I’ve been convinced that the books were being cooked on unemployment for quite some time now. The bizarre spectacle of the sudden decrease in unemployment by three tenths of a percent with only 114,000 jobs added has made a lot of people notice the weirdness. Ed Morrisey goes for the statistical approach in looking at it:
Keep an eye on the U-6 measure of unemployment and underemployment, as Chris Cuomo insisted on Twitter this morning. That’s not budging from the 14%-15% range in which it has been for the last three-plus years.
It doesn’t really explain the magic numbers though. This morning on NPR – before the numbers got released – they were explaining how the numbers wouldn’t mean anything. That people were already set in their opinions and it wouldn’t change anything regardless of what the number turned out to be. By the afternoon drive, the story had changed. NPR was gushing about the wonderful news and shaking their heads at those who thought the numbers were screwed up. I’m sure there wasn’t a dry seat in the studio.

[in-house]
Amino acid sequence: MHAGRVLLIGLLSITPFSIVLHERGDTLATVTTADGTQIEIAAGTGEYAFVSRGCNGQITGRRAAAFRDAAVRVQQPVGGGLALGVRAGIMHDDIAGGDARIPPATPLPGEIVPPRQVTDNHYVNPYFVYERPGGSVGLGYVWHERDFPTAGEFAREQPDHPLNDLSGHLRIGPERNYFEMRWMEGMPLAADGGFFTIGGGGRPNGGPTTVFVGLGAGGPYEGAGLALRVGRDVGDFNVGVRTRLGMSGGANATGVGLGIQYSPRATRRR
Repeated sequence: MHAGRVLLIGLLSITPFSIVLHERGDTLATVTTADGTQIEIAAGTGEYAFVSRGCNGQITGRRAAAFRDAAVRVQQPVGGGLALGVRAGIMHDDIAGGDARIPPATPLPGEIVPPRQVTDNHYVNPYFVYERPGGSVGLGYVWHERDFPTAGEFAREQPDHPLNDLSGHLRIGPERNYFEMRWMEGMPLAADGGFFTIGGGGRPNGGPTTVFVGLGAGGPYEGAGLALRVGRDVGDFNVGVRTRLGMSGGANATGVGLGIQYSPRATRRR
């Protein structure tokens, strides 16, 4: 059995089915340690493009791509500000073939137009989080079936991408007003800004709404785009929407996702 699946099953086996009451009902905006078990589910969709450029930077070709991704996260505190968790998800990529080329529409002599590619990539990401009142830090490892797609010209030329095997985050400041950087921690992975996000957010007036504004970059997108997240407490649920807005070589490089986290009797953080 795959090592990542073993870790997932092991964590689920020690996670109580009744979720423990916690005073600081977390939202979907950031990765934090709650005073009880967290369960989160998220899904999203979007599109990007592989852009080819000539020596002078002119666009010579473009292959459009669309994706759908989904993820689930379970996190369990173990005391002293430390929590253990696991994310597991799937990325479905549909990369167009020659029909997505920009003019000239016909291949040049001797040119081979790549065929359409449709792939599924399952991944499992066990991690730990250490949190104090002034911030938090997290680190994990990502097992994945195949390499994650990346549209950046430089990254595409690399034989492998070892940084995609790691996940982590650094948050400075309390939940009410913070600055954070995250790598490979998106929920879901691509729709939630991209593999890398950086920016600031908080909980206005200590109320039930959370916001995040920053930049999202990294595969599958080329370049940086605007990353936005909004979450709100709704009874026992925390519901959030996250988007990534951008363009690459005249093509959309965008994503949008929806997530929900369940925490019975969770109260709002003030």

But my wife and I stopped at a little get-together for one of her coworkers who had just retired. A guy at the table I didn’t know just mentioned – out of the blue – about the suspicious fall in the unemployment rate just 30 days from the election. I never met this guy before.
People are paying attention. And the story the media is spinning isn’t working.